As part of our series on mind-blowing movie fan theories, we’re changing the way you watch some of Hollywood’s most famous films. This week: ‘The Terminator’ and ‘The Matrix’.
There are some who believe that the separate stories of ‘The Terminator’ and ‘The Matrix’, released 15 years apart, actually share the same universe – the former sci-fi franchise eventually leading into the enslavement of mankind in the latter.
Though ‘The Terminator’ was written by James Cameron and Gale Anne Hurd and released in 1984 while ‘The Matrix’, written by the Wachowski siblings, wasn’t released until 1999, some fans insist the two franchises dovetail perfectly – because how many series about man vs machine do we really need? Can it be true? Could we one day see a Keanu/Arnie crossover? Could our brains handle that much awesome?
- Author Sophia Stewart claims that both ‘The Terminator’ and ‘The Matrix’ were plagiarised from her 1981 story, ‘The Third Eye’.
Stewart claims that her manuscript, which at only nine chapters was never finished, formed the basis of not one but two of the most popular sci-fi franchises of the 20th century. “‘Terminator’ starts from the front of my book to the back,” Stewart told Playahata.com. “‘Matrix’ starts from the back of my book and works its way to the front. They are moving in two opposite directions. My book was separated into two. ‘The Third Eye’ is an epic, my book spans three time frames: the past, the present and the future. Those films do the same thing.”
- Skynet, the killer A.I. from ‘The Terminator’ and the machines of ‘The Matrix’ are one and the same, the former an unevolved version of the latter. Once Skynet takes over and enslaves humanity, they suffer the ‘Neo’ problem – but Neo is actually revolutionary John Connor. Thus Skynet send back one of their machines to kill Neo/John’s mother, Sarah, which results in the events of ‘The Terminator’… which ultimately leads to the events of ‘The Matrix’… which leads back to the events of… you get it. ‘Terminator’ is essentially a ‘Matrix’ prequel.
- Morpheus says as much himself in ‘The Matrix’: “We marveled at our own magnificence as we gave birth to A.I…. A singular consciousness that spawned an entire race of machines.” This is basically describing the events mentioned in ‘Terminator 2’ and seen in ‘Terminator 3’, where the US government – in partnership with Cyberdyne Systems – creates a self-aware artificial intelligence which decides that humanity is harshing its buzz.
- Think of every flash-forward to the future in ‘Terminator 2’, as the resistance battles the machines: every scene is as black as night. This is the period as described by Morpheus in ‘The Matrix’, in which humans “scorched the sky” to stop the machines drawing power from the sun. Had we seen more of the James Cameron ‘Terminator’ movies (and if we conveniently ignore ‘Terminator Salvation’), we would eventually see the machines decide to use humans as a power source instead of simply wiping them out.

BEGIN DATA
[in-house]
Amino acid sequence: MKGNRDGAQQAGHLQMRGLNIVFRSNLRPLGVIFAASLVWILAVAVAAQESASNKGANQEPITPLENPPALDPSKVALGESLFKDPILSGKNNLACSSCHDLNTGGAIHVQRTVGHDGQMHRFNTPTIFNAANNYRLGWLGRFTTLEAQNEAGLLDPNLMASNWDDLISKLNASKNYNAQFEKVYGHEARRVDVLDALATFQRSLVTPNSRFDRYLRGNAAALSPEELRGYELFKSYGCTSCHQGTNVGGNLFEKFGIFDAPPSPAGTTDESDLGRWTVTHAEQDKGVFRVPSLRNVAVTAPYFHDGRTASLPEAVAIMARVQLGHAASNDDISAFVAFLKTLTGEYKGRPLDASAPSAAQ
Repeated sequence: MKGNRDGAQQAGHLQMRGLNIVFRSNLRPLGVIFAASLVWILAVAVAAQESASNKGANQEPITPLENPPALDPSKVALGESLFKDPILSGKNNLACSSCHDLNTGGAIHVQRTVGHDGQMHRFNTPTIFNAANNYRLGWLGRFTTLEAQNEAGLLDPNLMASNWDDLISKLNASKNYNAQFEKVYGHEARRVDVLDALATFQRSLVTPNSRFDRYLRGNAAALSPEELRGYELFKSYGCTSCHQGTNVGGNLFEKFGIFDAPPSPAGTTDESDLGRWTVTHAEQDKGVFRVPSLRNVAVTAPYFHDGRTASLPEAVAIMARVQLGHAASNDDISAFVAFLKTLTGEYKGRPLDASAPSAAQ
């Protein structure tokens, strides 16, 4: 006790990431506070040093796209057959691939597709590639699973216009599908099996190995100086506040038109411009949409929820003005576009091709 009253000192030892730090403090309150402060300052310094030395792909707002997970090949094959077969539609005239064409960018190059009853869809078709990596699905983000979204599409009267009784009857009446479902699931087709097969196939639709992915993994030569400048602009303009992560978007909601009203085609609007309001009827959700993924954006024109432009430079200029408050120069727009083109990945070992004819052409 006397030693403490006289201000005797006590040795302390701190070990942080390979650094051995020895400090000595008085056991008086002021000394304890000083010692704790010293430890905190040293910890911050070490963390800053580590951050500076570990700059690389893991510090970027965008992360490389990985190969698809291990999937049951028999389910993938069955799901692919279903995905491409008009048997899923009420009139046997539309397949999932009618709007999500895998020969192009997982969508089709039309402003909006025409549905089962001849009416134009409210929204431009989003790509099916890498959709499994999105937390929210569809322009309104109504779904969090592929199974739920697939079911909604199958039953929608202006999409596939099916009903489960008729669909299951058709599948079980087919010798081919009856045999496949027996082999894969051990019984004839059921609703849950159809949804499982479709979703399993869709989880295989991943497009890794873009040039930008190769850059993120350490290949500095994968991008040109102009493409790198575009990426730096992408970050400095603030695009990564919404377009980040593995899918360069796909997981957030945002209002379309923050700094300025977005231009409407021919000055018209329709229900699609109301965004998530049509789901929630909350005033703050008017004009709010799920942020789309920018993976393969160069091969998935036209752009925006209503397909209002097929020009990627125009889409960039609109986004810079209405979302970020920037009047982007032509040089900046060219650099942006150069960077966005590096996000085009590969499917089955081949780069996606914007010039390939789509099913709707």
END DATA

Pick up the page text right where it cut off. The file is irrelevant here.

- ‘The Terminator’ series totally has time travel and you can argue anything to be true when you have a plot device like time travel in your corner.
Let’s file this one under ‘N’ for ‘Nice idea’. There are similarities between both franchises as both cover the same ground: the idea of a war between man and machine that is started when AI becomes self-aware and turns on us. But that’s just about where the similarities end – everything else is a bit of a stretch, and even with time travel the settings and timeframes don’t really overlap properly. If Neo was supposed to be John Connor, why was he called Thomas Anderson? Why no mention of his mother, or the sentient machines that were sent to kill him as a boy? These things are conveniently left out of fan theories.
Sophia Stewart may have filed a lawsuit against Cameron and the Wachowskis claiming they ripped her off, but no decision was reached and her case is dubious to say the least. She has apparently produced ‘evidence’ that she sent the Wachowkis a story outline in 1986 in response to an ad to write comic-books. But that proves nothing and certainly doesn’t explain how James Cameron would have been able to steal her intellectual copyright, given ‘The Third Eye’ was unfinished and unpublished. No one other than Stewart can verify that ‘The Third Eye’ was dated to 1981 – it was only published in 2006. So as far as any official crossover goes, you can go ahead and pour water on it.
Besides, everyone knows the Wachowskis “borrowed” quite liberally from anime ‘Ghost In The Shell’ for their ‘Matrix’ screenplay. James Cameron was inspired to write ‘The Terminator’ after a nightmare (although granted, that’s a little harder to prove).
Supplemental series ‘The Animatrix’ fills in ‘The Matrix’ back story a little, particularly the excellent shorts ‘The Second Renaissance’ which show the war between man and machine – and there’s not much in the way of Terminators or Hunter Killers in the mix. ‘Terminator Salvation’ also throws a spanner in the works, with Christian Bale’s John Connor a freedom fighter and very much not an office worker or part-time hacker.
Still…it’s fun to pretend that there are loads of Arnies running around somewhere in ‘The Matrix’. It certainly makes ‘Matrix Reloaded’ and ‘Matrix Revolutions’ more palatable if you expect the T-1000 to show up and blow Keanu Reeves away during every tedious scene of exposition.
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Photos: Rex/Moviestore/Sophia Stewart/Warner Bros/Snap Stills/Everett